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The government will no longer appoint individual charitable organizations as the exclusive recipients of donations for disaster relief operations after natural catastrophes, a senior official said on Friday.
The government will instead publish the ratings of charitable organizations as guidance for the public, Li Liguo, minister of civil affairs, said at a meeting in Shenzhen.
The new moves will also include publishing the donation requirements of disaster-hit areas and updating the information at different stages of the disaster-relief process, he said.
The government will also facilitate public supervision of the fundraising and spending processes of the organizations to improve transparency levels, he said.
Wang Zhenyao, director of the One Foundation Philanthropy Research Institute at Beijing Normal University, praised the moves and called them "great progress". He said the measures will encourage more social organizations to participate in disaster relief efforts.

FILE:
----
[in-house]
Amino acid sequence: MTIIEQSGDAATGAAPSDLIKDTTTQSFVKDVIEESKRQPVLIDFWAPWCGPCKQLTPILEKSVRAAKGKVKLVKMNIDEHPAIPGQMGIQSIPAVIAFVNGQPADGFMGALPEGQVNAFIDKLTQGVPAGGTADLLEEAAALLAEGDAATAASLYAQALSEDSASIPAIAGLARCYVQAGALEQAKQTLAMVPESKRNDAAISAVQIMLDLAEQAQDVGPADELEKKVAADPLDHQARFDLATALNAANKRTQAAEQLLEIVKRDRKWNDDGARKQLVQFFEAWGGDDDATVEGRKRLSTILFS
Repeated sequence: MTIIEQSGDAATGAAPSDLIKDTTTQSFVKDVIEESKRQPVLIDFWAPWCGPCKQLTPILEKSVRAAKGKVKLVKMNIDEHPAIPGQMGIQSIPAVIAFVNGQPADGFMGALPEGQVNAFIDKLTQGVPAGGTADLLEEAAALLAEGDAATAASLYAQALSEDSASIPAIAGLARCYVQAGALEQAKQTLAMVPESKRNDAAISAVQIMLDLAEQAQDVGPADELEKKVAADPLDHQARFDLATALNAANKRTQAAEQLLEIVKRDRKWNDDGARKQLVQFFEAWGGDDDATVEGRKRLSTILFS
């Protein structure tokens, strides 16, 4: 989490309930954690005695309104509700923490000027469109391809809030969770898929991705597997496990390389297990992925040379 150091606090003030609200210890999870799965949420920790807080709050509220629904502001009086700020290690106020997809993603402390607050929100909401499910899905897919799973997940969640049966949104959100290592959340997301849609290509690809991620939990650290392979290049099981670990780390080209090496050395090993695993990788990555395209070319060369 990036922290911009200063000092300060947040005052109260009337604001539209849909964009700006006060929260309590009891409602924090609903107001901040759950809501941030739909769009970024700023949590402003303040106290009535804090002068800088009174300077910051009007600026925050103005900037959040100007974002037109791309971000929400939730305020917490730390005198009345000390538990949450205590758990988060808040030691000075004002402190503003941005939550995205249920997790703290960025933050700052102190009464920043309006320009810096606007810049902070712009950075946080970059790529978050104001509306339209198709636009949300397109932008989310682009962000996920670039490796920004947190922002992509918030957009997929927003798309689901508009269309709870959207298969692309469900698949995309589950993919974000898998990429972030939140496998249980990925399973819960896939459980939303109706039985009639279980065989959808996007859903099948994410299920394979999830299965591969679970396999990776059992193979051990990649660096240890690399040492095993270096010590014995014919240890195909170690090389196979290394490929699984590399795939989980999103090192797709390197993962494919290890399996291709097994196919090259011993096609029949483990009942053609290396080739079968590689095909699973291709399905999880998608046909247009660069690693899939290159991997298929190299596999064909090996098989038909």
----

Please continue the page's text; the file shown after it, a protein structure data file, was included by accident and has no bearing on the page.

Given that social organizations were small and lacked skills in the 1990s, the central government usually only asked the Red Cross Society of China and the China Charity Federation to collect donations for emergency aid, said Wang, who used to head the social welfare and charities division of the Ministry of Civil Affairs.
In 2008, when a devastating earthquake hit Sichuan province in Southwest China, 13 public foundations were asked to raise money for the quake survivors, he recalled.
"The government has realized that disaster relief is not simply about giving food and rebuilding homes for the disaster-hit population. It's complicated work, and social organizations with different expertise levels should be encouraged to join the process," he said.
Also, to boost innovation in the social-work sector, the ministry will keep promoting its bottom-up reform of the social organizations' registration process by encouraging local civil affairs authorities to have more NGOs directly applying for registration, Li said.
Currently, 19 provinces and autonomous regions - including Guangdong, Anhui and Jiangsu - have tested direct registration policies. The policies allow certain types of social organizations to directly apply for registration without having to find a supervising department.